Day 1 is when patients are started on SDD which consists of colistin 100 mg, gentamicin 80mg, and nystatin 2 million/U in 23mL. It is given every 6 hour via a nasogastric tube with the nasogastric tube then clamped for 1 hour. Stool will be collected once a day at baseline (pre administration of SDD), and then days 4, 7 and 14 for quantitative culture of resistant pathogens in the stool. VRE, MRSA and Pseudomonas aeruginosa will be sought. An endotracheal aspirate once a day will also be collected on these days (baseline, 1, 4, 7, and 14) for qualitative culture for the presence of MRSA and Pseudomonas aeruginosa. If there are no bowel movements on the days that stool is to be collected, no samples will be obtained. In addition, if the endotracheal tube is pulled, no further endotracheal aspirates will be obtained. Samples will only be obtained if available.

In addition, for women of child bearing potential (any female who is biologically capable of becoming pregnant), a small sample (about 1 teaspoonful) of blood will be taken from a vein in the subject's arm for a pregnancy test, prior to study drug administration. Pregnant women, or women who are currently breast-feeding an infant, will not be allowed to take part in this study.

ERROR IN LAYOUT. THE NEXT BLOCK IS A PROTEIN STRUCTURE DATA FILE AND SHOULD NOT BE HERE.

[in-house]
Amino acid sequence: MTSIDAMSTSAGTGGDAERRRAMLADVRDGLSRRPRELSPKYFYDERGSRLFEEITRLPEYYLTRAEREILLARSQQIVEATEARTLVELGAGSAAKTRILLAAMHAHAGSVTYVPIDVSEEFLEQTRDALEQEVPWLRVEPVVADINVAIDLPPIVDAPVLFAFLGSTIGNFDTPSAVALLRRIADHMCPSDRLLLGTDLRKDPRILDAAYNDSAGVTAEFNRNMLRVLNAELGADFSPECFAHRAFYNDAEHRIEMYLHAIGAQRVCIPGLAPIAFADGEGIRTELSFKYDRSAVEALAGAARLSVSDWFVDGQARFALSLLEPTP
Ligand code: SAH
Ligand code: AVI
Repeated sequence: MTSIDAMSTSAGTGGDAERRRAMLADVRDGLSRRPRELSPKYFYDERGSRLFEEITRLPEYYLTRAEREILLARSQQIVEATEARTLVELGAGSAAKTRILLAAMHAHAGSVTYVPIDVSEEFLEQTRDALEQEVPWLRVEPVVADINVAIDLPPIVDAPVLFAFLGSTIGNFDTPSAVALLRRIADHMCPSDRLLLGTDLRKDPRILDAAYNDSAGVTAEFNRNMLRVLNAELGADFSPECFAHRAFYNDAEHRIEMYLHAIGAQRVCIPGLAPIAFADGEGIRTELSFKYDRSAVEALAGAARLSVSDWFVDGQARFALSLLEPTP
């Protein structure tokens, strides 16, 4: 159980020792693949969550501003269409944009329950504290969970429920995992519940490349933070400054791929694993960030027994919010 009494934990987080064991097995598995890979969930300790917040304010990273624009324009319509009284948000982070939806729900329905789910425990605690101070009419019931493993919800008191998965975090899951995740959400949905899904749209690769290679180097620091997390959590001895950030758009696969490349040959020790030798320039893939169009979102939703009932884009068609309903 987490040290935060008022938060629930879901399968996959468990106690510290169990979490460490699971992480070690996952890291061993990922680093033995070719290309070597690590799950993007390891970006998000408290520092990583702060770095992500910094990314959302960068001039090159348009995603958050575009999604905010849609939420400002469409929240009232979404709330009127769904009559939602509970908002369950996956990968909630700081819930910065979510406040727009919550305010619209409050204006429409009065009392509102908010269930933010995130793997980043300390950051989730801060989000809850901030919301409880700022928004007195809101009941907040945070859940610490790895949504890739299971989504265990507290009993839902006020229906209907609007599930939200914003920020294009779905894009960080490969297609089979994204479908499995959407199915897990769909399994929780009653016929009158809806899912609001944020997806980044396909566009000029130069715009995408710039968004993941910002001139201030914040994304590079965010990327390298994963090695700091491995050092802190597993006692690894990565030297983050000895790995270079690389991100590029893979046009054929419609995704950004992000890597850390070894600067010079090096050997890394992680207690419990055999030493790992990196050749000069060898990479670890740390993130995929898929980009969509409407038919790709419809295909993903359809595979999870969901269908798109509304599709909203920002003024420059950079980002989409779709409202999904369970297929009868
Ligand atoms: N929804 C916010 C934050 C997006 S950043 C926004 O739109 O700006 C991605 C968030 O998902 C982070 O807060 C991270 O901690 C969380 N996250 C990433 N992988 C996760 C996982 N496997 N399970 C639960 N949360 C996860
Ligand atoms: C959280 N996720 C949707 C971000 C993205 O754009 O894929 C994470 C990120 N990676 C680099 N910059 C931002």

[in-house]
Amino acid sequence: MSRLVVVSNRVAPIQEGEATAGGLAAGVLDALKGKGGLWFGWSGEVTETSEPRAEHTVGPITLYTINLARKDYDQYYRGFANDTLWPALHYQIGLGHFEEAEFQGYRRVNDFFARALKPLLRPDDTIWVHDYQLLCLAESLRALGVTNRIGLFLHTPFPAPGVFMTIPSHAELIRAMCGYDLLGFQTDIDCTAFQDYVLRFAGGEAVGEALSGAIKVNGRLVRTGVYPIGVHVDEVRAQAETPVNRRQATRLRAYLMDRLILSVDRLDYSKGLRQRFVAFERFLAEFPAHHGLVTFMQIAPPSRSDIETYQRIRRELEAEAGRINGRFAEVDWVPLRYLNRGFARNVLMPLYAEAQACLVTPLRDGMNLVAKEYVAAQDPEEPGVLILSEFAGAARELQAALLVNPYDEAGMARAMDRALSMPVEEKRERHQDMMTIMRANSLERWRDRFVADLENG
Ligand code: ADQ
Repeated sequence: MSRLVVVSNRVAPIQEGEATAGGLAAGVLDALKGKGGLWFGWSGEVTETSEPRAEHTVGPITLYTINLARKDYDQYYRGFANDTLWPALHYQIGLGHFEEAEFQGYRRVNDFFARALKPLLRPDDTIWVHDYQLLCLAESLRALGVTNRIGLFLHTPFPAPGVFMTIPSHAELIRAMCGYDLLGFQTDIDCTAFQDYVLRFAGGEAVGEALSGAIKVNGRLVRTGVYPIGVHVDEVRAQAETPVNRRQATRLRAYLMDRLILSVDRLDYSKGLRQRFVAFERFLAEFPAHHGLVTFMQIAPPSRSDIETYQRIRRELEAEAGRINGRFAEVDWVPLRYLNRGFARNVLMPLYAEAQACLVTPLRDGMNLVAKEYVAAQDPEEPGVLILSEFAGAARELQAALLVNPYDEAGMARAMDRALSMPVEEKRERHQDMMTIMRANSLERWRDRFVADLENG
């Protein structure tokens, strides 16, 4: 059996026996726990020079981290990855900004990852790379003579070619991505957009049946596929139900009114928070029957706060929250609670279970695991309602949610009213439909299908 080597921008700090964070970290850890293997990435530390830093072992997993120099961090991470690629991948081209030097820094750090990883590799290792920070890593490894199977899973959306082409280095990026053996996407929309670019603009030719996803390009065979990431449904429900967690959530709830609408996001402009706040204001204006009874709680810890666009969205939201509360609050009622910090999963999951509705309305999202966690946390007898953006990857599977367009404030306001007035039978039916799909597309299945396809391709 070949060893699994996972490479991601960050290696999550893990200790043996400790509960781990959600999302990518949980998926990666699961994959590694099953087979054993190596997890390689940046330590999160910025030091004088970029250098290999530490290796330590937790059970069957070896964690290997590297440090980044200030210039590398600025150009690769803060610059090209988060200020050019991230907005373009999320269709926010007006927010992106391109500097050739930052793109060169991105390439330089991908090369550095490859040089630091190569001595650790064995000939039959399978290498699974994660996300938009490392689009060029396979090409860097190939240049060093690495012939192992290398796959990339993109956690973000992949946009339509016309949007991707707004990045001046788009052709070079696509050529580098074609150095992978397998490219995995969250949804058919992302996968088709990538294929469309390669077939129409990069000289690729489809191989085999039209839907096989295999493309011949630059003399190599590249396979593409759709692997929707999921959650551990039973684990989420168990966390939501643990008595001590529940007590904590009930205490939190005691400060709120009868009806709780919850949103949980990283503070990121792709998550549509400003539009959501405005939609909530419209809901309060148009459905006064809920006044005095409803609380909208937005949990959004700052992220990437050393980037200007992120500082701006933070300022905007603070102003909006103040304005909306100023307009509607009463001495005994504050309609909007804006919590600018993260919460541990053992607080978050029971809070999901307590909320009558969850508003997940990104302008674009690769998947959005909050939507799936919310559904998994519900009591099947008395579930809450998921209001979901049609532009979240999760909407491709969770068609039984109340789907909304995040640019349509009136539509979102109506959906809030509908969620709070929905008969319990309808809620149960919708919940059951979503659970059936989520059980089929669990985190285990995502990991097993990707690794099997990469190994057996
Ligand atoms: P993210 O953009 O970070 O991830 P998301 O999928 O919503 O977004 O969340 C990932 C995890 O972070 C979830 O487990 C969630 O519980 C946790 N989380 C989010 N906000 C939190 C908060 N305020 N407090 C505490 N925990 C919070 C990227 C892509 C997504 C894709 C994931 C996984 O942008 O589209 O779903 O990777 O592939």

The primary microbiologic endpoint will be measurement of fecal density of VRE on day 7, in comparison to measurements on day 1. Secondary endpoints are changes in VRE fecal density from baseline to day 14, changes in MRSA fecal density from baseline to day 14, and presence of colistin resistant Pseudomonas in stool or endotracheal aspirates at day 14.

The following information will also be collected: Demographic data (address, date of birth, etc.) which includes age, sex, height, weight, and state of birth, previous reports associated with the participant's condition, laboratory results, current medication use, and any other prior medical problems/history. This information will be obtain from the medical record and/or the subject and become part of the research record.

Sample storage of the organism